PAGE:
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Sound designer Paula Fairfield explores the process behind the dragons’ voices in new episode of the Game of Thrones podcast



Credits: HBO

With House of the Dragon Season 2 almost upon us, the Official Game of Thrones Podcast has returned. Jason Concepcion and Greta Johnsen will host the podcast. In the second episode, the hosts interviewed the show’s sound designer, Paula Fairfield, to understand how the sound design for the dragons was done.

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House of the Dragon podcast dives into the sound design behind the dragons

Dragon Deep Dive with Sound Designer Paula Fairfield

Fairfield provided a detailed insight into the thought process behind the dragons’ sound design. She explained that the dragons, including Caraxes, are ‘limbic.’ This means they mirror the emotions and personalities of their riders.

She mentioned that it was imperative to develop something unique for Caraxes, as he has a significant presence in the show, as does his rider, Daemon. Fairfield described Caraxes as a dragon who is ‘irritating and loud and burps a lot.’

She mentioned how she played around with Caraxes’s characteristic whistling sounds. The whistling sound is now immediately recognisable as Caraxes announcing his arrival on screen.

She explained that she wanted to give Caraxes a sound that was ‘wild’ and unique and differed from the other dragons. When people voted in a poll after the first season of House of the Dragon, they said they loved Caraxes because of his ‘singing.’

Fairfield said that, as a dog owner, she compares dragons to dogs. She noted that she differentiates her dogs by their vocal palates and mentioned how they sometimes make unique, unexpected noises. She went into more detail, mentioning that Caraxes’s voice has four levels, each of which can have up to 10 layers.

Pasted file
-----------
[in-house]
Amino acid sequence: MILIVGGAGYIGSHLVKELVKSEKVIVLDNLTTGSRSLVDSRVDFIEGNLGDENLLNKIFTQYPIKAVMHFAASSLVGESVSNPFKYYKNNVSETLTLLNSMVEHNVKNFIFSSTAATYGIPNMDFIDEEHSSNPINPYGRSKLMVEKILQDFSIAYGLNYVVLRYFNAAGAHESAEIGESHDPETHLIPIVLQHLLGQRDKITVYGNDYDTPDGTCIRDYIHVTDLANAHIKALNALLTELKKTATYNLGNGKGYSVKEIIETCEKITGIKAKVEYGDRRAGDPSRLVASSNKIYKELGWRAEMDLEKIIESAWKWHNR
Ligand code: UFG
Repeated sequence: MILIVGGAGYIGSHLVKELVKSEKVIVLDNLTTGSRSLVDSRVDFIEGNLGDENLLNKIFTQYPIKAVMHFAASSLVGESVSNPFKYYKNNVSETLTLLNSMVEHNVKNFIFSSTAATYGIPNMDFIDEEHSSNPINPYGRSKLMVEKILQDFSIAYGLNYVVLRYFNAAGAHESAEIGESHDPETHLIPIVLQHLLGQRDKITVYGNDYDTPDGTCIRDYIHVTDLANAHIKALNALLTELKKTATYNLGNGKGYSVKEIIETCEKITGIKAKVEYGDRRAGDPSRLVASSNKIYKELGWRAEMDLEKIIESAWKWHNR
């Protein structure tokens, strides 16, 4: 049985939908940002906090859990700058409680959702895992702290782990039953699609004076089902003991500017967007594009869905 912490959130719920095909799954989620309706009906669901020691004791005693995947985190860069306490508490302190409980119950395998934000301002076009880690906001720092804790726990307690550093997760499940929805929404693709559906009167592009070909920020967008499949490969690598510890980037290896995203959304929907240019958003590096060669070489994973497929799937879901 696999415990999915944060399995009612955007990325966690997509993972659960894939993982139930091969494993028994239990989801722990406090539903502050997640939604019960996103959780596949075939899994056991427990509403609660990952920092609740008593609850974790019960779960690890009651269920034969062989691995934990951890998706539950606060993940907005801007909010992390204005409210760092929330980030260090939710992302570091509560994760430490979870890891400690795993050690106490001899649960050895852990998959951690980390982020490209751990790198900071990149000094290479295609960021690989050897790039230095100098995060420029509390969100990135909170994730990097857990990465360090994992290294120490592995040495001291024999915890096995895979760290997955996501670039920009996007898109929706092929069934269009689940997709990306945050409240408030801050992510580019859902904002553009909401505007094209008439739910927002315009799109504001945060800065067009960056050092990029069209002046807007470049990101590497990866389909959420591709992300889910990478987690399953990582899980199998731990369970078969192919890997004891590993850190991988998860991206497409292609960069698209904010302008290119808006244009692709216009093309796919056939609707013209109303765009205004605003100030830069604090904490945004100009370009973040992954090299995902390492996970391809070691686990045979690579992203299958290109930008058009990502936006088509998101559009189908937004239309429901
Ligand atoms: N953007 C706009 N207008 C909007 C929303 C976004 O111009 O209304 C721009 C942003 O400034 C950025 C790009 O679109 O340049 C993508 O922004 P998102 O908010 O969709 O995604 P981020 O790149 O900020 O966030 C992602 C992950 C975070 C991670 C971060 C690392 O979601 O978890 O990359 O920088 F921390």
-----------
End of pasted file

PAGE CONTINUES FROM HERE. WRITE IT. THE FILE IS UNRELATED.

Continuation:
When asked to identify dragon sounds from recordings, Fairfield mentioned that Caraxes has sound recordings from dolphins, whales, bison, and walruses, with the sound of cloth moving for his wings. She mentioned that Vermax has vulture sounds along with badgers spitting. Syrax was described to her as ‘eagle-like’, so she has a lot of eagle and falcon sounds.

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Paula Fairfield’s sound design process


Credits: HBO

Fairfield mentioned that most of the sound she captured was organic-based; only the processing was digital. She went on to say that though she rarely used human actors, she preferred animal sounds to shape the performance for each dragon.

She also mentioned that she emphasised the emotion of the sounds and, hence, sometimes used baby sounds because babies are very primal. The largest of the dragons, Vhagar, has some baby sounds mixed into her sound design.

She mentioned how she related dragons to ‘mythical’ beasts and creatures that have gone extinct from our planet.

“So, I find it ironic that…the world can fall in love with mythical beings. And it’s ironic because I’m using the voices of animals, like, who are on the edge of extinction, or very close, to create these mythical beings, and there’s more love for the mythical beings than there is for the creatures who are providing their vocals, in a way, or are the source material, and are disappearing from our world, and we don’t seem to care.

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And I find that an irony in all of this that I’ve discovered along the way. You know, it’s like, if you love the dragons, consider all the beautiful voices of the animals of our planet that have gone into creating these mythical beings. It’s one of the beautiful pleasures of my job to sit with these, you know, the vocals of these beautiful animals. And it’s just something for all of us to think about, you know?”

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A dedicated writer, enamored with comic books and television shows. Also interested in animation and art, seeking inspiration and fostering creativity. Deeply invested in the medium of storytelling and narrative fiction.

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